Alex Caruso misses Pistons game; Bulls try to solve rebounding woes

Rebounding has been an issue for the Bulls all season. They’re 28th in the NBA in rebounding percentage, last in defensive rebounds (29.8) and 14th in offensive rebounds (11.1).

SHARE Alex Caruso misses Pistons game; Bulls try to solve rebounding woes

Alex Caruso is dealing with a toe injury that is considered day-to-day.

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Pistons coach Monty Williams was kidding around when asked what impressed him about Bulls forward Torrey Craig during their time together in Phoenix last season.

“Nothing at all,” Williams said. “I’m so glad I’m away from him.”

But when Williams got serious, he provided some insight into how the Pistons play today.

Detroit is in the top 10 in the NBA in offensive and defensive rebounding percentage. The Pistons’ crashing-the-glass philosophy can partially be attributed to Craig.

“He’s one of the guys that convinced me about the offensive rebounding from the wing spot,” Williams said.

“He was such a good crasher, and as he got more consistent with shooting the ball, he just became a guy that I fell in love with.”

Williams spoke glowingly about Craig’s work ethic, versatility and attitude — qualities that made him attractive to the Bulls.

“He’s just an everyday guy and has a great attitude,” Williams said. “You could coach him; you could talk to him about other stuff outside of basketball. He just became one of my favorite players.

“You can play him at any wing spot, and you can play a number of defenses with him, whether it’s switching, zone or man coverage.”

Injury news

Guard Alex Caruso, who was a game-time decision because of a toe injury he suffered at practice, was finally ruled out against Detroit. He hadn’t done much activity before the game.

“He just wanted to see how he felt out there,” coach Billy Donovan said. “He didn’t do anything yesterday in practice, and we didn’t have shootaround because we did the preparation yesterday.”

Guard Dalen Terry only played nine minutes for the Windy City Bulls on Saturday and was inactive against the Pistons. Donovan didn’t have much to add other than it was because of left patellar tendinitis.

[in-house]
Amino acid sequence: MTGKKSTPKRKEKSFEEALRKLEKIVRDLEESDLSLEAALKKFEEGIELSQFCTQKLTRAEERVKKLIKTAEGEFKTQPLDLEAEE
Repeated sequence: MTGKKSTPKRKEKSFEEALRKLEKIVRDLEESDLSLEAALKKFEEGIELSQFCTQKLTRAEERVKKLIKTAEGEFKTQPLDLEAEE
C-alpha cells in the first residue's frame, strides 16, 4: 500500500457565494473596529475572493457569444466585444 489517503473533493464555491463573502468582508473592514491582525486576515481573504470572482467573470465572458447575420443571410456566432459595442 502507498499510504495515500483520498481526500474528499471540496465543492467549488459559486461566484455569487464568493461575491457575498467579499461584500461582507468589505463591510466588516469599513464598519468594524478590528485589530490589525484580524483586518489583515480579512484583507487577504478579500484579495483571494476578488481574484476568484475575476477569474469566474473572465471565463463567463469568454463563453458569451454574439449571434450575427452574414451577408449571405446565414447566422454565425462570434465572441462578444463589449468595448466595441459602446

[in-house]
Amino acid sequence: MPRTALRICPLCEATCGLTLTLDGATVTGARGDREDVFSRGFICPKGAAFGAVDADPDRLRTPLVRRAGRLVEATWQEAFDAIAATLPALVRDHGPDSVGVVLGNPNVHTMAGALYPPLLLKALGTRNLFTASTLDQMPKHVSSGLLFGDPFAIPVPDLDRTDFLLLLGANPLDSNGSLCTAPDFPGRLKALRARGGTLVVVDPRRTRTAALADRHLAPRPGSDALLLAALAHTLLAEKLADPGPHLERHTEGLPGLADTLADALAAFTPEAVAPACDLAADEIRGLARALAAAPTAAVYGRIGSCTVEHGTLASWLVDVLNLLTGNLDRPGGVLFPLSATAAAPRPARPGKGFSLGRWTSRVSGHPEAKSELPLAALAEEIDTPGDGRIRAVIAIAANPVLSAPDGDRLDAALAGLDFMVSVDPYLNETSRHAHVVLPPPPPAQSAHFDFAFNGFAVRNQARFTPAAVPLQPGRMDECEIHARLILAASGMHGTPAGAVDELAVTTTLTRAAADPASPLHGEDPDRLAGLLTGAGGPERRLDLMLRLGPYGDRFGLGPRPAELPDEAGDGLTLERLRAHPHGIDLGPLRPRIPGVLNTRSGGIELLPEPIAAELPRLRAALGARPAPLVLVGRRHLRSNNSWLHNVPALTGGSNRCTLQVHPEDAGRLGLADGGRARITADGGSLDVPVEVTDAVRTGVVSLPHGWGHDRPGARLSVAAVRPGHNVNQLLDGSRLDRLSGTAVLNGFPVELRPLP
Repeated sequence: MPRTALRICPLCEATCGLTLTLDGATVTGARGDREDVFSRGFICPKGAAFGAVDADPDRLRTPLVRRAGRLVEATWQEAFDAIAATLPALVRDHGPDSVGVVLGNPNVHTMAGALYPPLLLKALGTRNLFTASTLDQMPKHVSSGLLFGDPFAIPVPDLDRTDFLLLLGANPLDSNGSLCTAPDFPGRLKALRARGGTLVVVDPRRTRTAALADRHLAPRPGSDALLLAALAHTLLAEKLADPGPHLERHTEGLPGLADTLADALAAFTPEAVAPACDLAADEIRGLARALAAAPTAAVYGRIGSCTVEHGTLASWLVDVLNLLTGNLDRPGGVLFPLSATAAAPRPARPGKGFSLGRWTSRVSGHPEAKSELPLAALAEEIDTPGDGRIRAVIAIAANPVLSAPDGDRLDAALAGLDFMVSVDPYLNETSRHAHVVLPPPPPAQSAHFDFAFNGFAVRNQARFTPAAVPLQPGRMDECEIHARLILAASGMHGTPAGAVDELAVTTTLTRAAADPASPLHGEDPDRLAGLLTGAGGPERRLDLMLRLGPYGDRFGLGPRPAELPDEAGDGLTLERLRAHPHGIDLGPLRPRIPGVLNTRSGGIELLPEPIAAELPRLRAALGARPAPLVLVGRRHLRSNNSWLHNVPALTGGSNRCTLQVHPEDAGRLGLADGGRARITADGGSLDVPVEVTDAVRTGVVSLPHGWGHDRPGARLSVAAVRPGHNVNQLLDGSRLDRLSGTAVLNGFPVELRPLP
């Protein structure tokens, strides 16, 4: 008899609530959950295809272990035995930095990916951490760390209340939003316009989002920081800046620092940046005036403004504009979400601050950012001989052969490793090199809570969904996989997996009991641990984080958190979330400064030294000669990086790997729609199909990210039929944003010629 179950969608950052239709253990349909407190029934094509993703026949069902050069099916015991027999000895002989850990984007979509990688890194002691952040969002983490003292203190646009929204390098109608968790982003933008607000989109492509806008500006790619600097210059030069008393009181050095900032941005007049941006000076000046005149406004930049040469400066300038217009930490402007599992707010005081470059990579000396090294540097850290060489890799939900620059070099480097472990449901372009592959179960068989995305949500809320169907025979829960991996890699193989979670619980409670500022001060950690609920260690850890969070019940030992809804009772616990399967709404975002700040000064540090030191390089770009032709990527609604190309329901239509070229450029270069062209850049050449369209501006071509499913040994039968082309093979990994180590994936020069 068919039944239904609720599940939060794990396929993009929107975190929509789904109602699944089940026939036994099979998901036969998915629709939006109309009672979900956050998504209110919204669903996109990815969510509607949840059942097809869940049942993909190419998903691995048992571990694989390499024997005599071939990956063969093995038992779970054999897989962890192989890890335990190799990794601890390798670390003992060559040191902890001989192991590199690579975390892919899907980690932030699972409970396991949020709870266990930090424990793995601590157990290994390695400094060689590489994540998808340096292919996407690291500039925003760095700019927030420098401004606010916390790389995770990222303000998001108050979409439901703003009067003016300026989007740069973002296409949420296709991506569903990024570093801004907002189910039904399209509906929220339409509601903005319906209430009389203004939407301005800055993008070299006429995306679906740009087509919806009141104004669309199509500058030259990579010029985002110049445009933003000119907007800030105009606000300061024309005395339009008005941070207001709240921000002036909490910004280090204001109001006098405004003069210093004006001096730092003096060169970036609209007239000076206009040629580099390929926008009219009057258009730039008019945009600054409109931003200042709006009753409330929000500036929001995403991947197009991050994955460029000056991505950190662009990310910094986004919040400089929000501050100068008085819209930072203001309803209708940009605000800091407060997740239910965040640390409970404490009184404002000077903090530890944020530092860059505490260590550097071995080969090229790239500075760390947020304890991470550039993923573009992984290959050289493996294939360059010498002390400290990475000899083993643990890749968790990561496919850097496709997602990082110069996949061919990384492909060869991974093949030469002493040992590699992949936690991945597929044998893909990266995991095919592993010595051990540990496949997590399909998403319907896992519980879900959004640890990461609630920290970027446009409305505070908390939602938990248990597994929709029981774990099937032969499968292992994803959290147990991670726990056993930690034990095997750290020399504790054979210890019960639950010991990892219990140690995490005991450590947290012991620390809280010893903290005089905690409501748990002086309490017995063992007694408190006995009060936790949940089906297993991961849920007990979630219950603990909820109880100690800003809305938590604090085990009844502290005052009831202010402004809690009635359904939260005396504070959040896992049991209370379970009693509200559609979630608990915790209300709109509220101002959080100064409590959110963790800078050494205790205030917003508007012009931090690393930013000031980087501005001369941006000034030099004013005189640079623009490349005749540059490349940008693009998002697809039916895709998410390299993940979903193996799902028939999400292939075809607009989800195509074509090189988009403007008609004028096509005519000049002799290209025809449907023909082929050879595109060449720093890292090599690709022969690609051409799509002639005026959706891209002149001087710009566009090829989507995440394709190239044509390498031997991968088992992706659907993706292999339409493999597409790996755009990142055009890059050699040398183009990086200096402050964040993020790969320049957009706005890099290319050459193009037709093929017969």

Rebounding woes

Pistons center Jalen Duren — who dominated the Bulls with 23 points and 15 rebounds in the teams’ first meeting — was out with a sore right ankle. The Pistons, who outrebounded the Bulls 53-33 in that first matchup, won the battle on the boards again Sunday with a 49-40 advantage

Rebounding has been an issue for the Bulls all season.

They’re 28th in rebounding percentage, last in defensive rebounds (29.8) and 14th in offensive rebounds (11.1). It also doesn’t help that some of their best lineups include playing Caruso — a 6-5 guard — at power forward.

“I think it needs to be a lot better,” Donovan said. “We’ve gotten hurt quite honestly in some rotational stuff where [Nikola Vucevic] has had to come or [Andre Drummond] had to come to protect the rim, and then we need kind of a sink and fill in the backside.

“When three-pointers go up, we’ve got to get out of the habit of running toward the basket because most of those shots are going to be kicked out a little bit higher, and those little ones that go over your head are the ones they get extra possessions on.”

The Pistons attack the glass with their centers and guards, so each Bull had to be attentive once a shot went up.

Despite Duren’s absence, the Pistons still had guard Ausar Thompson, forward Marvin Bagley III and center James Wiseman for size.

“They’re an elite rebounding team,’’ Donovan said.

‘‘And they’ll play big, and they’re athletic, and they’re long. We have to be able to match that physicality.”

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